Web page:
Riccardo Viale

Università di Milano-Bicocca

Visiting Senior Fellow

Cultural and cognitive aspects of tacit knowledge in technology transfer between academic and industrial laboratories

2008-2009: Spring

Riccardo Viale obtained a degree in medicine and psychiatry at the University of Turin with a thesis on "The Logical Models of Schizophrenic Thought." Afterwards, at Oxford, he developed interests in epistemology and cognitive science and in particular in the cognitive theory of science. He is now full professor of logic and philosophy of science at the University of Milano-Bicocca and of cognitive economics at the Scuola Superiore della Pubblica Amministrazione di Roma. He is President of the Rosselli Foundation (Turin) and editor in chief of Mind & Society - Cognitive Studies in Economics and Social Sciences (Springer). 

He has been a faculty member and a visiting fellow at various universities, among them Bocconi (Milan); Oxford; Fribourg; Aix-en-Provence; Rice (Houston); California (Santa Barbara); and Federal (Rio de Janeiro). 

In the last twenty years his areas of interest and research have been: experimental epistemology (category based induction, probabilistic reasoning, vague predicates, causal reasoning, tacit knowledge, anthropological and developmental differences in cognition); philosophy of science (deductive reasoning and falsification, scientific methodological values and rationality, cognitive theory of science); methodology of social science (philosophy of mind of the social actor, cognitive foundation of social action, social rationality); social epistemology (truth and cognitive reliability, epistemological values in risk assessment, scientometrics and scientific governance); cognitive economics (biases in decision making, economic rationality and duality of mind, technological knowledge); research and innovation policy (technology transfer, university-industry relations, regional innovation systems, triple helix).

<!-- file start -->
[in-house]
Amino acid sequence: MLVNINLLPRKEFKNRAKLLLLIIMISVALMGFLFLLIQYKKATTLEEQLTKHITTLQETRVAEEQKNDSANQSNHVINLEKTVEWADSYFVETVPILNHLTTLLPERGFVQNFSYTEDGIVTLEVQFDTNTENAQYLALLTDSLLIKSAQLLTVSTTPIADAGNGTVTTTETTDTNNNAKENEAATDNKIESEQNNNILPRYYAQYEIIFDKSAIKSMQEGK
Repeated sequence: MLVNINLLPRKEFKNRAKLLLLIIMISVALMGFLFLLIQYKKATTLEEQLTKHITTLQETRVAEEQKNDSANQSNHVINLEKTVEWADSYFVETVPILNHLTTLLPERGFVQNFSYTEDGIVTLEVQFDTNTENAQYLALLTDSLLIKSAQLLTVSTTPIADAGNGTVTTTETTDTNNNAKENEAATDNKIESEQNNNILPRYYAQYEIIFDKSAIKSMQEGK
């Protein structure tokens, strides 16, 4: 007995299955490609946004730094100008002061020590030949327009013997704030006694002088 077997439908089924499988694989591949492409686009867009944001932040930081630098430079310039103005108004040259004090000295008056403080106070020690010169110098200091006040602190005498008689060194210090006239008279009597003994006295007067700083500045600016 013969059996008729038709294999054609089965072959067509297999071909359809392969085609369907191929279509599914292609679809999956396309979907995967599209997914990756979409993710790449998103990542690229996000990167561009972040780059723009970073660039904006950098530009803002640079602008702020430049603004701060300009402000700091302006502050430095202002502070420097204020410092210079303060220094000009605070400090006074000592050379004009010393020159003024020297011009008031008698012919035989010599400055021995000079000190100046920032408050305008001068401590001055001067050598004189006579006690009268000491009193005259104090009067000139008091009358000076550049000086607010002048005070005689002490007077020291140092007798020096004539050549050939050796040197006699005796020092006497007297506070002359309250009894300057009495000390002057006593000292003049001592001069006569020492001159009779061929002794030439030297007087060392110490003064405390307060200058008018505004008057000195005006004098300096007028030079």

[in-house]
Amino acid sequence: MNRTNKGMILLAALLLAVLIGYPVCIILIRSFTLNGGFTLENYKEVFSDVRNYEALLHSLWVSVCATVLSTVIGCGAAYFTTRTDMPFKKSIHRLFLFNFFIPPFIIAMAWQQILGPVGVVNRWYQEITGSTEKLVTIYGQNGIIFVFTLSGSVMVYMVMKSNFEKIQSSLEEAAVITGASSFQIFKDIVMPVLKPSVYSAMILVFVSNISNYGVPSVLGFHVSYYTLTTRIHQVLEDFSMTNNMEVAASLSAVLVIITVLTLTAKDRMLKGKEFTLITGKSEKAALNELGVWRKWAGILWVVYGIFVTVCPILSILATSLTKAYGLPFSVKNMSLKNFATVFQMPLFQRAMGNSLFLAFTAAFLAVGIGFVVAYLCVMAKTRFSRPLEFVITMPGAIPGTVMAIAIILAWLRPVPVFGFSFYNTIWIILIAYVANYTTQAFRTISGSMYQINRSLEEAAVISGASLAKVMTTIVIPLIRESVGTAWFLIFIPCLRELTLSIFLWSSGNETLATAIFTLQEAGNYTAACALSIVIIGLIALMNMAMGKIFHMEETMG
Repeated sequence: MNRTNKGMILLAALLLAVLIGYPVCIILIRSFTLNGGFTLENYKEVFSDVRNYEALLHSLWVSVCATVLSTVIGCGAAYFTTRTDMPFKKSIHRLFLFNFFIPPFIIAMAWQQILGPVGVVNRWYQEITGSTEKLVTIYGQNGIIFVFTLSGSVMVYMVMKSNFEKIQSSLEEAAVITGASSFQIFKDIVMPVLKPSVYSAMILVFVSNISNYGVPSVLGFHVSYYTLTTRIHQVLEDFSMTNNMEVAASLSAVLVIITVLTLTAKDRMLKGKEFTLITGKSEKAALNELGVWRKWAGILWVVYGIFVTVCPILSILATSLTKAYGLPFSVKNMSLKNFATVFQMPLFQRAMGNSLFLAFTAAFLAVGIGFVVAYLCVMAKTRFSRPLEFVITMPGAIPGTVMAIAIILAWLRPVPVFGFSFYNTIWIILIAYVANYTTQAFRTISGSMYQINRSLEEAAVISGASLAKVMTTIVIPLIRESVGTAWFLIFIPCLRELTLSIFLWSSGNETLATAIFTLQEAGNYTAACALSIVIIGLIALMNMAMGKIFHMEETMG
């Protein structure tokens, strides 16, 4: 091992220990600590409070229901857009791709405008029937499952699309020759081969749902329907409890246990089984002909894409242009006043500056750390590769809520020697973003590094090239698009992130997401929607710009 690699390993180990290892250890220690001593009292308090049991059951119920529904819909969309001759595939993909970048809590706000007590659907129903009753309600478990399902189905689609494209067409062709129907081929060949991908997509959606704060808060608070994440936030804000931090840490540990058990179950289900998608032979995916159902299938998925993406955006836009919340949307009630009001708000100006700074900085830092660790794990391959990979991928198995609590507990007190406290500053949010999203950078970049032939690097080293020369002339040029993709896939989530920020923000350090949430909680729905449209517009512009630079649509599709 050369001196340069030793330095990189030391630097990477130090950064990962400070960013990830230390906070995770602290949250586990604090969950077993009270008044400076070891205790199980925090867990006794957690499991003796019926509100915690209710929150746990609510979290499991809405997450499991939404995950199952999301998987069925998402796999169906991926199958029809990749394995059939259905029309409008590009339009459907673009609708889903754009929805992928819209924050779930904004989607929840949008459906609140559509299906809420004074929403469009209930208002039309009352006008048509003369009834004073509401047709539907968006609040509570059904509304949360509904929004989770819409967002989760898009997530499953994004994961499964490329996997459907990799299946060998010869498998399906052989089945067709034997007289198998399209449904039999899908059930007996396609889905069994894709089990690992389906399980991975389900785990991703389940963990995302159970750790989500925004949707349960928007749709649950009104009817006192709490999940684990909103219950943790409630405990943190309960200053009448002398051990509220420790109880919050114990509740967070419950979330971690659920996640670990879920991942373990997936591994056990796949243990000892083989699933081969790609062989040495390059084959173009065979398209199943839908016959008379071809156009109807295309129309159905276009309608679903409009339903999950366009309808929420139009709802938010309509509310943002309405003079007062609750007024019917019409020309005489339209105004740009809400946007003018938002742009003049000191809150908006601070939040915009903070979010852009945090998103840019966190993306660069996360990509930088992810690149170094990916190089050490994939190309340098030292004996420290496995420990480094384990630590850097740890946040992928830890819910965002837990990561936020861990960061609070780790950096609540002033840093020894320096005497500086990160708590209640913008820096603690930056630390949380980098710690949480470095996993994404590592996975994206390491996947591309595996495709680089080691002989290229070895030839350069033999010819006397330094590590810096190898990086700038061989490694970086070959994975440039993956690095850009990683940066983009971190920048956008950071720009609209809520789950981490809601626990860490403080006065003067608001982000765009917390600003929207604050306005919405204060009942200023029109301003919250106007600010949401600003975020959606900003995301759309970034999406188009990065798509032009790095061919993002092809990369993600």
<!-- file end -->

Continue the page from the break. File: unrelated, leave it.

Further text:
He has published several books and many articles in various journals, among them: Mind & Language, Memory and Cognition, Foundation of Science, International Studies in the Philosophy of Science, Critical Sociology, Mind & Society, Industrial and Corporate Change, Science and Public Policy. 

His current research concerns the different cognitive styles between academic and industrial researchers and on how the diverse features of tacit knowledge shape the transfer of technology.